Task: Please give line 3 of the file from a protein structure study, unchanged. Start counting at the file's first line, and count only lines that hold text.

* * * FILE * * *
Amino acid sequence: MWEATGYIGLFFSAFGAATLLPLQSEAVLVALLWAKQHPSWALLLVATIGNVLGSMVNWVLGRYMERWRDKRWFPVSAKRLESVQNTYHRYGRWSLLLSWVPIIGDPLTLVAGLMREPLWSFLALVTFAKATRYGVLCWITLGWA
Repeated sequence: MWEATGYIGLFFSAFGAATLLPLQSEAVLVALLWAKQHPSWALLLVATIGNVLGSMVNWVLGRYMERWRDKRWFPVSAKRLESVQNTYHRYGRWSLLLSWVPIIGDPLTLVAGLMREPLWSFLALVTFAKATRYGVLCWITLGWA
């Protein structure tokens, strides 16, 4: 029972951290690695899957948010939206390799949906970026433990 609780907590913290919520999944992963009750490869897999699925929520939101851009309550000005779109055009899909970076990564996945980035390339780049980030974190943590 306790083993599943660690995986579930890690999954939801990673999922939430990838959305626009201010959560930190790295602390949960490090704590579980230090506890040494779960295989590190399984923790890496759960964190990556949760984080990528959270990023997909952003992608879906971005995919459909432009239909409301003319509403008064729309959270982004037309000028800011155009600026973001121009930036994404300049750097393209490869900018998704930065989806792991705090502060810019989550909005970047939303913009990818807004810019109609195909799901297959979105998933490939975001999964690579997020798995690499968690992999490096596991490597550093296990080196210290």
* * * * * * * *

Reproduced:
């Protein structure tokens, strides 16, 4: 029972951290690695899957948010939206390799949906970026433990 609780907590913290919520999944992963009750490869897999699925929520939101851009309550000005779109055009899909970076990564996945980035390339780049980030974190943590 306790083993599943660690995986579930890690999954939801990673999922939430990838959305626009201010959560930190790295602390949960490090704590579980230090506890040494779960295989590190399984923790890496759960964190990556949760984080990528959270990023997909952003992608879906971005995919459909432009239909409301003319509403008064729309959270982004037309000028800011155009600026973001121009930036994404300049750097393209490869900018998704930065989806792991705090502060810019989550909005970047939303913009990818807004810019109609195909799901297959979105998933490939975001999964690579997020798995690499968690992999490096596991490597550093296990080196210290």